Everyone experiences anxiety. In fact, being unable to do so can be a sign of a serious psychological problem. In our hazardous world, anxiety is a strategy the body uses to help the mind recognize danger and keep well out of its way.
As with most mental illnesses, it’s not the presence of anxiety alone that creates problems. It is more about how severe it is and how much it gets in one’s way of life or quality of living. Most people feel anxious at some time in their lives.
However, only about five per cent of people experience severe anxiety and rarely seek
professional help. Anxiety is a mixture of physical and mental symptoms. They are part of what psychologists call the “fight or flight” response.
When the body is under threat it automatically prepares either to defend itself or run.
Anxiety is a normal reaction to stress. It helps one deal with a tense situation in the office, study harder for an exam, or remain focused on an important speech. In general, it helps one cope with the tasks and demands of everyday life. But when anxiety becomes an excessive, irrational dread of everyday situations, it can become a disabling disorder.
Fortunately, effective treatments for anxiety disorders are available, and research is yielding new and improved therapies that can help most people with anxiety disorders lead productive and fulfilling lives.
However, studies have shown that having a healthy diet may reduce signs and symptoms of anxiety. Although food can’t cure an anxiety disorder, consider some diet changes and that would benefit a severely anxious person:
•Avoid or limit caffeine intake as much as possible.
Caffeine is present in many soft drinks, not just in tea and coffee and it can set up its own vicious cycle. It can speed up heart rate and disrupt sleep — which later on become prevailing signs of anxiety. Trying to overcome tiredness by drinking more caffeine only makes the long-term problem worse.
•Avoid too much alcohol.
Similarly, alcohol can worsen the symptoms of anxiety, and disrupt sleep. Many people reach for a drink to calm their nerves, but the consequences of overindulgence can outweigh the benefits of initial relaxation. For some, a hangover, insomnia, and dehydration make one feel worse than before one had a drink. In excessive amounts, alcohol can actually act as a depressant, making the drinker feel sluggish or more anxious.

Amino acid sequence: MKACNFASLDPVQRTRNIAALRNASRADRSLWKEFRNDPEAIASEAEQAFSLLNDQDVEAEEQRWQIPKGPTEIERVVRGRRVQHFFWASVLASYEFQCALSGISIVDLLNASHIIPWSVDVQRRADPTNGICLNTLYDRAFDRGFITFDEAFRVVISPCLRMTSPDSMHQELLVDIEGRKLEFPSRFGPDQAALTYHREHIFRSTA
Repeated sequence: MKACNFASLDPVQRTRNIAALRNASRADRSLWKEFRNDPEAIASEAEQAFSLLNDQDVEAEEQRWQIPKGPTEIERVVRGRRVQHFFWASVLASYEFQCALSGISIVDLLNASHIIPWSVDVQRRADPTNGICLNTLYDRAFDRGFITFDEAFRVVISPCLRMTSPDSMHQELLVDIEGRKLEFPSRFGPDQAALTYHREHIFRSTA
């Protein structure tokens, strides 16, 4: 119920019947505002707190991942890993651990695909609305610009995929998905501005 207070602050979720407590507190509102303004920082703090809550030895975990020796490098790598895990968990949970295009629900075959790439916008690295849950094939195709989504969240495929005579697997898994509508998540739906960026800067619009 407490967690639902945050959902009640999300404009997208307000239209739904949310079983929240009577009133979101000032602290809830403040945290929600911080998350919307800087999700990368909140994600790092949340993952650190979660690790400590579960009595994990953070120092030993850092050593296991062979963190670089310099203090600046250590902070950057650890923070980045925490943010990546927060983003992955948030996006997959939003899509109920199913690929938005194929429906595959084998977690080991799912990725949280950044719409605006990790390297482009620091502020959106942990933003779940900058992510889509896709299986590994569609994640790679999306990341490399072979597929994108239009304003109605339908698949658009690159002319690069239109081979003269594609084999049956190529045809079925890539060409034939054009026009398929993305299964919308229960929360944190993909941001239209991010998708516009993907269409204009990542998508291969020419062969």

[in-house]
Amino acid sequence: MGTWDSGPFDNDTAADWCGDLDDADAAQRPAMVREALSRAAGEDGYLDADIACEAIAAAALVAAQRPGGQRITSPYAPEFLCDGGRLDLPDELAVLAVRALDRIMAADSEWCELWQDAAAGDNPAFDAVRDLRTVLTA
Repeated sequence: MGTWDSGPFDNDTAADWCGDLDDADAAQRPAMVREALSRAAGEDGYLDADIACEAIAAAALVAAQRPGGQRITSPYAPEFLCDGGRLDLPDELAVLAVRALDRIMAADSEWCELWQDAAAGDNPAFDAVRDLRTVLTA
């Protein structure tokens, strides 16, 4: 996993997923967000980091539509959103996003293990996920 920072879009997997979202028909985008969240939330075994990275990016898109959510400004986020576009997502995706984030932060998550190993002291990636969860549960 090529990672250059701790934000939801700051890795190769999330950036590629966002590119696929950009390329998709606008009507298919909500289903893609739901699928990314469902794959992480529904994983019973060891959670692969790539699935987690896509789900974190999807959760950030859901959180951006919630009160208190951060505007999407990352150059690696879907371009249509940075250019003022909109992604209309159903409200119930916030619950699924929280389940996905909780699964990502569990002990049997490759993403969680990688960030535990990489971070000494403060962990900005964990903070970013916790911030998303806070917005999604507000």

Alcohol, like a simple sugar, is rapidly absorbed by the body. Like other sugars, alcohol increases hypoglycemia symptoms. It also causes mood swings.
•Eat complex carbohydrates,
also known as carbs. During anxious times, turn to comforting carbs. These foods act as a mild tranquilizer by increasing the amount of serotonin, a calming neurotransmitter in the brain. Complex carbs such as potatoes, wholewheat bread, and pasta take longer to
digest than sugary simple carbs like white bread.
That way, one can stay fuller longer and blood sugar is likely to stay steady, eliminating stress and anxiety.
•Be sure to drink eight or more glasses of water a day.
Dehydration can lead to fatigue, headaches and stress. One should be well-hydrated and drinking lots of water a day can decrease symptoms of anxiety.
•Take multivitamins and mineral supplements.
B vitamins, whose role is to unlock the energy in food, are crucial. Vitamin B-6 helps manufacture serotonin in the brain. Choose a daily supplement that supplies 100 per cent of the daily recommendation of all vitamins and minerals.
Although tension and daily stresses are unavoidable, one can relieve tension and manage stress and anxiety better by watching out for what one eats and what one does not eat. Remember that a healthy body and a healthy mind are often one and the same thing.